Fossil egg discovered in Lleida links dinosaurs to today's birds
11.07.2012 Research  -  Researchers from the Complutense University of Madrid and the Universitat Autònoma de Barcelona identified in Lleida a series of dinosaur eggs with a unique characteristic: they are oval in shape. The discovery represents proof in favour of the hypothesis that birds and non avian theropods, dinosaurs from the Cretaceous Period, could have a common ancestor.

Before her death in December 2010, Nieves López Martínez, palaeontologist of the Complutense University of Madrid, was working on the research of dinosaur eggs with a very peculiar characteristic: their ovoid, asymmetrical shape. Together with Enric Vicens, palaeontologist of the Universitat Autònoma de Barcelona, the two scientists conducted an exhaustive analysis of the discovery, recently published in the journal Palaeontology.
The new type of dinosaur egg has been given the scientific name of Sankofa pyrenaica. The eggs were discovered in the Montsec area of Lleida, in two sites located on either side of the Terradets pass.
The South Pyrenean area is rich in dinosaur egg sites, most of which correspond to sauropod eggs from the upper Cretaceous, dating back more than 70 million years ago. During that period, the area was a coastal area full of beaches and deltas which won land from the sea through sediment accumulation. On the beach ridges and flat coastal lands is where a large group of dinosaurs laid their eggs. Sand and mud from that period gave way, millions of years later, to the sandstone and marl where dinosaur remains can now be found.
The sites where the discoveries were made correspond to the upper Cretaceous, between the Campanian and Maastrichtian periods, some 70 to 83 million years ago. The fossils found belong to small eggs measuring some 7 centimetres tall and 4 cm wide, while the eggshell was on average 0.27mm thick. Most of the eggs were found broken in small fragments, but scientists also discovered more or less complete eggs, which can be easily studied in sections. The eggs found at the sites all belong to the same species. The main difference when compared to other eggs from the same period is their asymmetrical shape, similar to that of chicken eggs. The more complete samples clearly show an oval form rarely seen in eggs from the upper Cretaceous period and similar to modern day eggs.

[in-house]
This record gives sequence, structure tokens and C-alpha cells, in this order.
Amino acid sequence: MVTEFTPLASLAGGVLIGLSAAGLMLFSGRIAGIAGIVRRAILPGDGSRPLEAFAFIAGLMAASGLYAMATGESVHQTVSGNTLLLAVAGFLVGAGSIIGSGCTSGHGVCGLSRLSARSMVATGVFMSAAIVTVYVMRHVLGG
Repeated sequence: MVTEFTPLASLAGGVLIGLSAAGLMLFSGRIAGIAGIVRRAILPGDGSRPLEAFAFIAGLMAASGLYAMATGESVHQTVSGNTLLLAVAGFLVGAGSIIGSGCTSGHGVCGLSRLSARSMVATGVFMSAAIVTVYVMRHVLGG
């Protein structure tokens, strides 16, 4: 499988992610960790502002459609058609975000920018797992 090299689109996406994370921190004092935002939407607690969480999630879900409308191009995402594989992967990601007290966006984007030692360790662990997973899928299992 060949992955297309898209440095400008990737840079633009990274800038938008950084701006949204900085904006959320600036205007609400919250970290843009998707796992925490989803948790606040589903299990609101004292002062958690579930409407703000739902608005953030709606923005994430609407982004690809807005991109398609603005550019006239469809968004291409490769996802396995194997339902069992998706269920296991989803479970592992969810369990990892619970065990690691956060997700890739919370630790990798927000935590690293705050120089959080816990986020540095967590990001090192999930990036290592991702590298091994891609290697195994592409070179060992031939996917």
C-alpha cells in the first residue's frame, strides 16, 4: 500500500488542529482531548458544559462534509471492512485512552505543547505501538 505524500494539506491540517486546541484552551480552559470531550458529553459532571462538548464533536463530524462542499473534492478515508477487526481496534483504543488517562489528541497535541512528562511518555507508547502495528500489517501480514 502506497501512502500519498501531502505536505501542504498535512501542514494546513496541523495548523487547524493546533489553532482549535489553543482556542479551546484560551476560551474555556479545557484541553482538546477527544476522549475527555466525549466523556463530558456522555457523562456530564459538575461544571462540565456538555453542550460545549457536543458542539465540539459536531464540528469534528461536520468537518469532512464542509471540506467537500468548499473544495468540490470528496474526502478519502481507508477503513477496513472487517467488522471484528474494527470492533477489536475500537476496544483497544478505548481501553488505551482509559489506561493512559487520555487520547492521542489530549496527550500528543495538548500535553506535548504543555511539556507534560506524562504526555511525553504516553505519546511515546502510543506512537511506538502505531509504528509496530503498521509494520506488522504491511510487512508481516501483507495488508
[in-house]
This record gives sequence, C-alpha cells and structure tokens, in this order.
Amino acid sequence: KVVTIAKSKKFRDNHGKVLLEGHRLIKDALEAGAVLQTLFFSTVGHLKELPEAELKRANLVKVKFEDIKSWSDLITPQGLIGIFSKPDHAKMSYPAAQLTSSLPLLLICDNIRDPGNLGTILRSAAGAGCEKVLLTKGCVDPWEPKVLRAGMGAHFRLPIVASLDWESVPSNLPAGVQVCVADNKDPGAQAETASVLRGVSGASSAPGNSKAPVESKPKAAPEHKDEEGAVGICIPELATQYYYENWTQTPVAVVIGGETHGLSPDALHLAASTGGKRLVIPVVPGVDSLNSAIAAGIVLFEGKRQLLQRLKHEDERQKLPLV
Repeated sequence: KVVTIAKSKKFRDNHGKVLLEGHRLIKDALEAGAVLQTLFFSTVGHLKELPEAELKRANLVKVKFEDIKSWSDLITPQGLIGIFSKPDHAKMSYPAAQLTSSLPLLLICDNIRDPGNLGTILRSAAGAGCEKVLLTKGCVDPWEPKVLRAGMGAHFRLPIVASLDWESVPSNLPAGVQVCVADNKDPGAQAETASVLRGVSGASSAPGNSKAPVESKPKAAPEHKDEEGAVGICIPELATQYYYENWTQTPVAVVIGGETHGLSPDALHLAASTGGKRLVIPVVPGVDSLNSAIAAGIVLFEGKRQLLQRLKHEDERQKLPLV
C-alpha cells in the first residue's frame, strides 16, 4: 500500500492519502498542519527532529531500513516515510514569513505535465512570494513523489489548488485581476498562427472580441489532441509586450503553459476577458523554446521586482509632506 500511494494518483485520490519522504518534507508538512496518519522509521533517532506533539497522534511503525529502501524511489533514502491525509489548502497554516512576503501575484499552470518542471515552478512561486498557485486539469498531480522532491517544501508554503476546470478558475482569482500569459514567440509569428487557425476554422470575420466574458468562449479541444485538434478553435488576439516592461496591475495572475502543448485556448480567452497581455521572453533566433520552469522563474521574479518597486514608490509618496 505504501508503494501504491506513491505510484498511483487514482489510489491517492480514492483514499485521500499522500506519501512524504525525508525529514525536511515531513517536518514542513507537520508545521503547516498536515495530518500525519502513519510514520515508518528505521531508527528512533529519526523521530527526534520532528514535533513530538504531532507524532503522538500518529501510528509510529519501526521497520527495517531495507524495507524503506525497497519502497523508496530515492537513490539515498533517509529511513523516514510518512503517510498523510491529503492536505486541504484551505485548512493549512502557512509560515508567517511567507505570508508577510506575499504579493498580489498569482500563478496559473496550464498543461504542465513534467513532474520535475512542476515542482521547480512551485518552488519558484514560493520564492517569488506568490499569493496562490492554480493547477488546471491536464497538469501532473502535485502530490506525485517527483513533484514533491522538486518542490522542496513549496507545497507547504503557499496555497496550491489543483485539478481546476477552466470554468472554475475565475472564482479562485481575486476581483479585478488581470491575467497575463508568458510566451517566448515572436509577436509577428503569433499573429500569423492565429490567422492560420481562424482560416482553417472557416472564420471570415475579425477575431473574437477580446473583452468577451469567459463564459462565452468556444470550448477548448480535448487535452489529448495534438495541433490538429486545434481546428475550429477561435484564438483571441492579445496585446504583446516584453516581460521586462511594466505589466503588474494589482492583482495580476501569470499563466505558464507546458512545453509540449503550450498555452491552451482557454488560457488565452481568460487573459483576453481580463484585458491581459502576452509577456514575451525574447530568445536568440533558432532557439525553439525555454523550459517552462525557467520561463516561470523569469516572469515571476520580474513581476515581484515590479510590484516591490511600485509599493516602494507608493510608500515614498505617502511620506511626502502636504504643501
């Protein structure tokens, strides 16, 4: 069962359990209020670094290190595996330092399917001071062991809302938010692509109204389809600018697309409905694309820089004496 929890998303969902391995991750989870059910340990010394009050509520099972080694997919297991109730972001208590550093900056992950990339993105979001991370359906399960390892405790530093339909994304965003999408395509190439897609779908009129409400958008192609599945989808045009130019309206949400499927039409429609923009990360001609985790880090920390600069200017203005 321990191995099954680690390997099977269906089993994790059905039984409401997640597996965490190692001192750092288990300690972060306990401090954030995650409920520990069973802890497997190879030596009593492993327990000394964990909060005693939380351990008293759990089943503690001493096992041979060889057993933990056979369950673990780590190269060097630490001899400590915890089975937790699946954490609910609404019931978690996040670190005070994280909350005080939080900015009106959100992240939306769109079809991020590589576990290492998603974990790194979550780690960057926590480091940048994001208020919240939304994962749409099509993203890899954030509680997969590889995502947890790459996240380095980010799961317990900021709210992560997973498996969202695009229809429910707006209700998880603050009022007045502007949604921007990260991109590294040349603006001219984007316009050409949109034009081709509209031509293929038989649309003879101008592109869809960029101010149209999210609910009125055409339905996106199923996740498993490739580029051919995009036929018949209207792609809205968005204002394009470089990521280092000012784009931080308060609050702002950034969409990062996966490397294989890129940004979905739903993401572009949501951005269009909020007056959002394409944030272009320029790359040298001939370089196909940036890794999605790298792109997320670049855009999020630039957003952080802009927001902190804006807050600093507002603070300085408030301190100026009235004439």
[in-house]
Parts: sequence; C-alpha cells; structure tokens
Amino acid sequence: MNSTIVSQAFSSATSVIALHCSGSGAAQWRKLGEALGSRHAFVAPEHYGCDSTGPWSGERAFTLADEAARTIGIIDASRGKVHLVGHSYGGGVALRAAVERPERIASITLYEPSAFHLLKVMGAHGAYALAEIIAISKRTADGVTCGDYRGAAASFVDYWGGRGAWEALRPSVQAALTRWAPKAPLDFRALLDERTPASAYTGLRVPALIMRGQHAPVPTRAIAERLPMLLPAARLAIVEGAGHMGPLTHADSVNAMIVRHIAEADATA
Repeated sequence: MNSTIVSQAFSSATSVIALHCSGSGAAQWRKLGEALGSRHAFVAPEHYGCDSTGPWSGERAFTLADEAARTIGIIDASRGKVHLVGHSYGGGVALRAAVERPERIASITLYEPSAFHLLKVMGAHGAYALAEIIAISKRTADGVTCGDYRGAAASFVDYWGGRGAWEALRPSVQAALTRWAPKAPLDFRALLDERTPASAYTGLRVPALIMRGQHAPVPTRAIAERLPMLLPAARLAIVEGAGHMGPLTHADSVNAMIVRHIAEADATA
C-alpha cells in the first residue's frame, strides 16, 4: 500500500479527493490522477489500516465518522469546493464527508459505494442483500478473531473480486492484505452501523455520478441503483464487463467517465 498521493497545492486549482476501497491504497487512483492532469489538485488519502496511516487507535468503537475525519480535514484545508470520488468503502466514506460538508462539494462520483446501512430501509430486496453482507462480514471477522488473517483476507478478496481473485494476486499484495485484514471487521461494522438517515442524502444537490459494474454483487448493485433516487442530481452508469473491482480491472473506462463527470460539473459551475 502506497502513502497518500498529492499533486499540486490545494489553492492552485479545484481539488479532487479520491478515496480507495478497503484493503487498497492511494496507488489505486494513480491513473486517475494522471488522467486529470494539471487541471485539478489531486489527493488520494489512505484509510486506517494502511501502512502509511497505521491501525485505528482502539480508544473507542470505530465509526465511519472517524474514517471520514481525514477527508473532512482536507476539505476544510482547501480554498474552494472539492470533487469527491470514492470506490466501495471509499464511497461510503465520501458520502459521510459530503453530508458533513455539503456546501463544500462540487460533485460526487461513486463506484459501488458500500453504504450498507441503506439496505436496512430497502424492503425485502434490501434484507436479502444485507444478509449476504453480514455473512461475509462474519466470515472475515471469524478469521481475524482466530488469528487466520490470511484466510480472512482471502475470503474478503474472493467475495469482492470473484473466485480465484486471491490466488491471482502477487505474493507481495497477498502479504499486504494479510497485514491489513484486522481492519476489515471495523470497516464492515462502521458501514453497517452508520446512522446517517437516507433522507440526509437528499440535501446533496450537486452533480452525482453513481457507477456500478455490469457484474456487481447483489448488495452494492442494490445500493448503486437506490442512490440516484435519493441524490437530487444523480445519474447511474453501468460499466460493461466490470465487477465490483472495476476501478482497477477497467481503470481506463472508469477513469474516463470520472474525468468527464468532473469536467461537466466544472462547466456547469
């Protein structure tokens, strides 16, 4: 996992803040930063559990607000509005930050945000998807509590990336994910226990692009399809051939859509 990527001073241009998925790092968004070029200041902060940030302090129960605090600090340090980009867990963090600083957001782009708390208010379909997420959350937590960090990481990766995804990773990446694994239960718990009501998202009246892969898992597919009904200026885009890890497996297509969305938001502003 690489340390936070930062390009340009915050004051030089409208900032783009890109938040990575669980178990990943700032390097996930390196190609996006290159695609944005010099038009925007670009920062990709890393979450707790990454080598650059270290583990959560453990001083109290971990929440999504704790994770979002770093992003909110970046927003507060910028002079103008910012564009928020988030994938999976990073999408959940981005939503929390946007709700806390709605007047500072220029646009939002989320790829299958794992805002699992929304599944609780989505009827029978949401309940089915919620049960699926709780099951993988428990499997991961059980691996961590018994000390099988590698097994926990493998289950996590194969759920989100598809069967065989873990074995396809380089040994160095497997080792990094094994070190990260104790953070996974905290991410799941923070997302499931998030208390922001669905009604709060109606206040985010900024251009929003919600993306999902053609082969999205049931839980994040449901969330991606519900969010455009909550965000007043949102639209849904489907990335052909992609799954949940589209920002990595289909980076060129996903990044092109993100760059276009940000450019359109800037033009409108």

Their shape is a unique characteristic of theropod eggs from the upper Cretaceous period and suggests a connection with bird eggs. Non avian dinosaur eggs are symmetrical and elongated. Asymmetry in bird eggs is associated to the physiology of birds: they take on this shape given the existence of only one oviduct which can only form one egg at a time. In this case the isthmus, the region in the oviduct creating the eggshell membrane, is what gives the egg its asymmetrical shape. Thanks to this shape, the wider end contains a bag of air which allows the bird to breathe in the last stages of its development. This evolutionary step was still relatively underdeveloped in dinosaurs.
Thus, the egg discovered by UCM and UAB researchers in certain manners represents the missing link between dinosaurs and birds. Only one other egg, discovered in Argentina and corresponding to a primitive bird from the same period, has similar characteristics. The discover represents proof in favour of the hypothesis that non avian theropods, the dinosaurs of the Cretaceous period, and birds could have had a common ancestor.
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